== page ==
12-07-2016  12:16 pm      •     
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Almost 15 years ago, when she was just at teenager, Cecile Evans was teaching CaShawn Hopkins, who was in her 20s, how to be a theater stage manager for PassinArt, the longest running Black theater company in Oregon.

Evans has been learning theater management skills since she was 12 and got her first management job at 16 because of her PassinArt experience.
“PassinArt has been a constant in my life,” said Evans, now age 30. Her mother, Shelley Matthews, has been a PassinArt actress for over 20 years. “I know it kept me in a place where I’ve been able to grow.”

The mission of PassinArt, which was founded in 1984, is to entertain, educate and inspire artists and audiences while addressing critical issues facing the Black community. The organization’s goal is to present quality yet affordable theatrical productions, staged readings, and educational workshops for African Americans and multi-racial youth and community members in the Portland Metropolitan area.

“’Smoldering Fires,' which opened March 11 and runs through April 10, with productions at 7:30 p.m. Fridays and Saturdays and at 3 p.m. Sundays, honors the young civil rights advocates of yesterday, while sending the message that no matter your age you can take a stand and make a difference in your community today,” said PassinArt’s Co-Founder Constance Carley.

The currents of PassinArt’s training and influence ripple through several generations of Black families in Portland. A few years after Hopkins’ first theater training, she brought her infant son, Ajani Hopkins, into the Interstate Firehouse Culture Center, where PassinArt has historically staged many of its theater productions. She often strapped him into his infant seat, where he slept as she studied the light cues on the board at the back of the theater.

“I love PassinArt,” Hopkins said. “It’s always been family to me.”

Now, she is the stage manager for “Smoldering Fires,” the latest PassinArt play, which opened March 11. Evans is the top light technician; and her mother, Matthews, has one of the few adult roles in the play. In addition, Hopkins’ son, Ajani, now age 11, has one of the two lead roles, along with Eric Harris Jr., who plays his best friend. It is the first time both boys have starred in a community theater production.

“I didn’t know he had all that in him,” said Hopkins, whose 7-year-old daughter, Amin’a, also has a small part in the play. “It’s awesome to watch.”

Mary Yacob, whose 17-year-old daughter, Sami Yacob-Andrus, is also in “Smoldering Fires,” said this play is the first time her daughter has participated in a production that includes more than one or two black actors, though Sami has acted in short films, commercials and other children’s theater productions. Yacob said she discovered the “Smoldering Fires” call on the Facebook page of the Regional Arts & Cultural Center, which is one of the financial sponsors of the play, along with the MRG Foundation.

“I had not up to this point really seen any castings for a black theater company,” Yacob noted. “I didn’t think there were any in the area.”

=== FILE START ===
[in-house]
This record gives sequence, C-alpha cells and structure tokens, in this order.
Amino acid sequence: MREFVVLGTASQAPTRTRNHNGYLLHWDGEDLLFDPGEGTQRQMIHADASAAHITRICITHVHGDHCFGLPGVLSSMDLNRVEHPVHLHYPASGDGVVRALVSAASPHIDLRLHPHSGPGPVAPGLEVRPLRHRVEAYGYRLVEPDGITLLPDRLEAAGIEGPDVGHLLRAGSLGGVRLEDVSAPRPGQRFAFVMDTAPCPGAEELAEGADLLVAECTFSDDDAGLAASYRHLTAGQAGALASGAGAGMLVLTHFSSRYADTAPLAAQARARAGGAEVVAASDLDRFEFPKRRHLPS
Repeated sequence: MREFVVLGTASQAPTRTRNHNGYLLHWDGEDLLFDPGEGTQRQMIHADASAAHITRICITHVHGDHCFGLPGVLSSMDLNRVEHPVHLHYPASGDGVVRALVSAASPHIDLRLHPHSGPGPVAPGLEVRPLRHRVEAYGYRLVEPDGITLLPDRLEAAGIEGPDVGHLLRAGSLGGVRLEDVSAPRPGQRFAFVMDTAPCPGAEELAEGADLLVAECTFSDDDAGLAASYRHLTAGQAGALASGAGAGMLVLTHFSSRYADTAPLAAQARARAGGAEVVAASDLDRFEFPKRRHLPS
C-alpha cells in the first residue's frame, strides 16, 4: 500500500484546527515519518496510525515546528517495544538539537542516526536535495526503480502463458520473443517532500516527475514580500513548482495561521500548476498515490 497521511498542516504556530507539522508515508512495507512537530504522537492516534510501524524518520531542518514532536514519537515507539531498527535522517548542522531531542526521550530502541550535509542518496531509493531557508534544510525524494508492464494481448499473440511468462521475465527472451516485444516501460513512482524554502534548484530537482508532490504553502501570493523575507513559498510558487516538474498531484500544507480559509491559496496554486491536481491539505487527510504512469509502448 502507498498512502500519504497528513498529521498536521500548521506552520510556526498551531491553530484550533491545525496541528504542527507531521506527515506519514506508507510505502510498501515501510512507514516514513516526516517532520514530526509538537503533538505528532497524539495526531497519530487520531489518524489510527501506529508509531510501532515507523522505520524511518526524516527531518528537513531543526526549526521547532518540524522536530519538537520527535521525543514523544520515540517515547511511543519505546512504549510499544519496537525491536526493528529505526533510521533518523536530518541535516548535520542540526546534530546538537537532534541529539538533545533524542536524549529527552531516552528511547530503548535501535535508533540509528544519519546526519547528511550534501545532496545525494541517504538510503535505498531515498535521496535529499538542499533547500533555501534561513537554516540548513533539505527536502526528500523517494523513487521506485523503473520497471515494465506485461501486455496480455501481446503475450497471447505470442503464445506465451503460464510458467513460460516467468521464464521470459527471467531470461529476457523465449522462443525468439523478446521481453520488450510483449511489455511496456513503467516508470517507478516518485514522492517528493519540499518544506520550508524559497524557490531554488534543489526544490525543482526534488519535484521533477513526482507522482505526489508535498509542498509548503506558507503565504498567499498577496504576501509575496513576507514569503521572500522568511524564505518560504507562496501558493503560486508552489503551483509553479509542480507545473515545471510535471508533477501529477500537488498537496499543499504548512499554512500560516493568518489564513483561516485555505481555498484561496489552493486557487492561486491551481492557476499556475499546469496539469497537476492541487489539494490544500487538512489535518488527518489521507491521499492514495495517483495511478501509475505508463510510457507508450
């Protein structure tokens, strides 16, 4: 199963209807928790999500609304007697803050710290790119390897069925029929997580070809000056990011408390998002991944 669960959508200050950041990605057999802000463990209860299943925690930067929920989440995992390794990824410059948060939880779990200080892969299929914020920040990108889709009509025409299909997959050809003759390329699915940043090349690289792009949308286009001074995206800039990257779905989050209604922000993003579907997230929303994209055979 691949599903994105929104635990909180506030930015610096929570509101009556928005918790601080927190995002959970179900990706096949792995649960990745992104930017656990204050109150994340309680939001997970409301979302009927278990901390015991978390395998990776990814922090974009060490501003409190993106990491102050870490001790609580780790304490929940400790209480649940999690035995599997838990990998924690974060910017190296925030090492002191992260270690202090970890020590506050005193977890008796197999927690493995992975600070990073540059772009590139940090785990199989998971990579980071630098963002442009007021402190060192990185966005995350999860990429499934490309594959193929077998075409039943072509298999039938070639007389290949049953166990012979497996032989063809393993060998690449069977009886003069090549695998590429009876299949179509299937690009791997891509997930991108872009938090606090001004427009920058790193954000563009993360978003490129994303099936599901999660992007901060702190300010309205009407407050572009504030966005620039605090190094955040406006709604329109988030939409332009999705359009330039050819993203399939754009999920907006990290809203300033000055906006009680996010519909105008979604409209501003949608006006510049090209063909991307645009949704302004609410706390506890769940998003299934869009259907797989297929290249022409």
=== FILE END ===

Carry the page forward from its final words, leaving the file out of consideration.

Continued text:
“A lot of plays in Portland don’t accept kids,” she added. They’re geared for 18 and older.”

As “Smoldering Fires” addresses the role of children in the 1960s protests for racial equality, so many of the children who are in the play are in their first theater roles. Nine-year-old Timaya Hepburn was cast in the play when she came to an auditions to support two of her friends.

“I was the one who got one of the parts and neither of them got a part,” said Timaya, who is usually more interested in gymnastics and basketball. “I went to a couple plays before and I saw how you react to some stuff and speak up and project, but I’ve never done any theater before.”

Sami says she is enjoying being on stage. She’s been rehearsing after school almost every day of the week, except for Mondays.

“It’s been progressing pretty well,” Sami said. “The younger kids are a little rambunctious. But, I think we’ll be ready for opening.”

Charelle Twitty, age 39, was in her first PassinArt play when she was age 15. She recently ran into the costumer for “Smoldering Fires” at a community event and was invited to an audition.

‘I was scared,” Twitty said. “I haven’t been on stage in over 15 years. I’m excited and blessed.”

Her 12-year-old daughter, Destini, also received a role in the play.

“My daughter said ‘I don’t know mom, I don’t want to steal the spotlight from you.’ “ Twitty said, laughing. “I said: ‘It’s OK, the spotlight is big enough for all of us.’”

Destini, a 6th grader, said she was both excited and nervous about being on stage.

“I’ve never been in a play before,” she says. “But it’s helping me get out of my shell a little more.”

In an era where thousands of Black families have been pushed out of their traditional inner Northeast Portland neighborhood due to gentrification, Evans credits PassinArt as a stabilizing force that offers a strong cultural connection, while training the next generation of stage actors, backstage technicians and theater lovers.

“I think it’s really exciting that PassinArt has been able to develop a culture where both parents and children can be together and accomplish the same goal,” Evans said. “That’s rare these days to have something that you’ve known has been a fixture in your life for the past 20 years. That’s a powerhouse in the black community.”

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